The company plans to give investors five shares of stock for each share they own on Aug. 28 in an effort “to make stock ownership more accessible to employees and investors,” it said after Tuesday’s closing bell.
The move will divide Tesla’s stock price — which had jumped nearly 6.6 percent to $1,465.00 by 7:30 a.m. Wednesday — by five without reducing its market value, currently the largest of any automaker in the world.
“Given its lofty stock price a stock split makes a ton of sense, especially at a time in when the appetite for Tesla’s stock and [the electric vehicle] market is robust among retail investors globally,” Wedbush Securities analyst Daniel Ives told The Post.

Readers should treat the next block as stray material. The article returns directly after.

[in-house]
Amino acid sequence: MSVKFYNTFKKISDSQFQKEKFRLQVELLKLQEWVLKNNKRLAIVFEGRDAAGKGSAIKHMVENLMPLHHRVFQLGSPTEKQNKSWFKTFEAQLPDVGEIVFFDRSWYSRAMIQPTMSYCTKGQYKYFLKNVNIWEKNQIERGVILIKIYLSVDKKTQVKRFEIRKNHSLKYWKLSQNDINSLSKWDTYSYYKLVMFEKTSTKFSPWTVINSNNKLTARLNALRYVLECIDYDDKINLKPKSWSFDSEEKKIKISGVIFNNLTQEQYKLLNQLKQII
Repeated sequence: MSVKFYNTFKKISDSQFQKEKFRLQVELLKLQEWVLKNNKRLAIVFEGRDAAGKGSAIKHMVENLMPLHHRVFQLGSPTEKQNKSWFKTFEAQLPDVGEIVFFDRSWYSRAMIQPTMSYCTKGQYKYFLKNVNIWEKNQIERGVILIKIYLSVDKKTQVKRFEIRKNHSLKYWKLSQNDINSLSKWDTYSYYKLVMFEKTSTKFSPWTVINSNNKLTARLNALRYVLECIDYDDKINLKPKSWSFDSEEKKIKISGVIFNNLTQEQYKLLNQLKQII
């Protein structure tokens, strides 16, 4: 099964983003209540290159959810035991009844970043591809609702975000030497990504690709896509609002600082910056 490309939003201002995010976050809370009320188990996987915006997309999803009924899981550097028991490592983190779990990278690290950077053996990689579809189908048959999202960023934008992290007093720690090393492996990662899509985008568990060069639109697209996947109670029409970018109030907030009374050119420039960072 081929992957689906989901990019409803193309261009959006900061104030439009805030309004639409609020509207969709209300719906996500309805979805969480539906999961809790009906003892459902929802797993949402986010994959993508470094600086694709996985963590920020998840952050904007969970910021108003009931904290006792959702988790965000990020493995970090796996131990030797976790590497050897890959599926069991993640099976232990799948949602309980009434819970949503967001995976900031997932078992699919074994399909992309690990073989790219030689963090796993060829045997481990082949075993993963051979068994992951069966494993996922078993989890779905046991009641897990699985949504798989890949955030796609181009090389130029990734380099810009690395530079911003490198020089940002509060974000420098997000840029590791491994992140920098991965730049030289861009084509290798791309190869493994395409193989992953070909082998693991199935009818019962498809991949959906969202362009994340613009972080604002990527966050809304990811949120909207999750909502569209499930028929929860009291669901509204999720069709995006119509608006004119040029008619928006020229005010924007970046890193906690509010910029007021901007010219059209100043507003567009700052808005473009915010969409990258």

Tesla’s share price has increased sixfold over the past year as the company opened a new factory in China, beat expectations for vehicle deliveries and posted four straight profitable quarters despite disruptions from the coronavirus pandemic, making it eligible for inclusion in the benchmark S&P 500 stock index.
Tesla CEO Musk — who is paid in performance-based equity awards — has opined that his company’s stock price is “too high” even though the recent surge has added $37.8 billion to his wealth so far this year. He’s currently the world’s 10th-richest person with a fortune of $65.4 billion, according to Bloomberg’s Billionaires Index.
Companies often use stock splits to make their shares cheaper and more attractive to small investors. But they’ve become relatively uncommon among big US companies — only three S&P 500 firms have announced them this year, including Apple, which will execute a 4-for-1 split at the end of this month.
Both Tesla and Apple are hot stocks among retail traders. They’ve seen the biggest increases in popularity over the past month among Robinhood investors, according to Robintrack, which compiles data from the trading app.
With Post wires